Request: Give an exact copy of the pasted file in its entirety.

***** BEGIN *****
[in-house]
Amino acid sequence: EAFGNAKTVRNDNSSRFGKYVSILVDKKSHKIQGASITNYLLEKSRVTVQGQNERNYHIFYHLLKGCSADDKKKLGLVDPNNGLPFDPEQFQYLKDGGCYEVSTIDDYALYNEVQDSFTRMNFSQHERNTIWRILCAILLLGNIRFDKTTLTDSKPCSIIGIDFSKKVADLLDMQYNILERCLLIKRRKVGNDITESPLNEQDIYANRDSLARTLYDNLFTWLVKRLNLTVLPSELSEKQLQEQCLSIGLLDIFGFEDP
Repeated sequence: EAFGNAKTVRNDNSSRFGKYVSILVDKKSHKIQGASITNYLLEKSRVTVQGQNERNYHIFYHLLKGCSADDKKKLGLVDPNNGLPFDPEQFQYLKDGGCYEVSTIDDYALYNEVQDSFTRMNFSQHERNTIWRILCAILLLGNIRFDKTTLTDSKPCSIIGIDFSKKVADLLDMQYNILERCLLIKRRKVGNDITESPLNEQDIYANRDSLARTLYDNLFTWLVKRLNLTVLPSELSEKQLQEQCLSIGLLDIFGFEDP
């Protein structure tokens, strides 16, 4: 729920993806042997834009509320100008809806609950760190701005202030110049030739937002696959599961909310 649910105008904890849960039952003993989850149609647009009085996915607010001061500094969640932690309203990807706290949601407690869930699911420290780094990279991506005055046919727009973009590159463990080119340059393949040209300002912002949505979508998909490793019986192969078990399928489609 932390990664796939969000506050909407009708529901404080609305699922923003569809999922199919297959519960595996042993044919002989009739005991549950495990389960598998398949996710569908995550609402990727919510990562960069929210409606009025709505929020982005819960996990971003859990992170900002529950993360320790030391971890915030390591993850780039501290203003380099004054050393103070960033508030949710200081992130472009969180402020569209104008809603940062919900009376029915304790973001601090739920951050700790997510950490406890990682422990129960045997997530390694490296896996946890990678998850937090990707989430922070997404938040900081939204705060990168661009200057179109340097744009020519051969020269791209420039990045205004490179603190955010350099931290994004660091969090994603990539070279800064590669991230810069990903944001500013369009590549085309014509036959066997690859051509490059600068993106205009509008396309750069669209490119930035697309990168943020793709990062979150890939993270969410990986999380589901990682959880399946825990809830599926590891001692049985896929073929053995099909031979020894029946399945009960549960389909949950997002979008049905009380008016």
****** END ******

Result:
[in-house]
Amino acid sequence: EAFGNAKTVRNDNSSRFGKYVSILVDKKSHKIQGASITNYLLEKSRVTVQGQNERNYHIFYHLLKGCSADDKKKLGLVDPNNGLPFDPEQFQYLKDGGCYEVSTIDDYALYNEVQDSFTRMNFSQHERNTIWRILCAILLLGNIRFDKTTLTDSKPCSIIGIDFSKKVADLLDMQYNILERCLLIKRRKVGNDITESPLNEQDIYANRDSLARTLYDNLFTWLVKRLNLTVLPSELSEKQLQEQCLSIGLLDIFGFEDP
Repeated sequence: EAFGNAKTVRNDNSSRFGKYVSILVDKKSHKIQGASITNYLLEKSRVTVQGQNERNYHIFYHLLKGCSADDKKKLGLVDPNNGLPFDPEQFQYLKDGGCYEVSTIDDYALYNEVQDSFTRMNFSQHERNTIWRILCAILLLGNIRFDKTTLTDSKPCSIIGIDFSKKVADLLDMQYNILERCLLIKRRKVGNDITESPLNEQDIYANRDSLARTLYDNLFTWLVKRLNLTVLPSELSEKQLQEQCLSIGLLDIFGFEDP
């Protein structure tokens, strides 16, 4: 729920993806042997834009509320100008809806609950760190701005202030110049030739937002696959599961909310 649910105008904890849960039952003993989850149609647009009085996915607010001061500094969640932690309203990807706290949601407690869930699911420290780094990279991506005055046919727009973009590159463990080119340059393949040209300002912002949505979508998909490793019986192969078990399928489609 932390990664796939969000506050909407009708529901404080609305699922923003569809999922199919297959519960595996042993044919002989009739005991549950495990389960598998398949996710569908995550609402990727919510990562960069929210409606009025709505929020982005819960996990971003859990992170900002529950993360320790030391971890915030390591993850780039501290203003380099004054050393103070960033508030949710200081992130472009969180402020569209104008809603940062919900009376029915304790973001601090739920951050700790997510950490406890990682422990129960045997997530390694490296896996946890990678998850937090990707989430922070997404938040900081939204705060990168661009200057179109340097744009020519051969020269791209420039990045205004490179603190955010350099931290994004660091969090994603990539070279800064590669991230810069990903944001500013369009590549085309014509036959066997690859051509490059600068993106205009509008396309750069669209490119930035697309990168943020793709990062979150890939993270969410990986999380589901990682959880399946825990809830599926590891001692049985896929073929053995099909031979020894029946399945009960549960389909949950997002979008049905009380008016």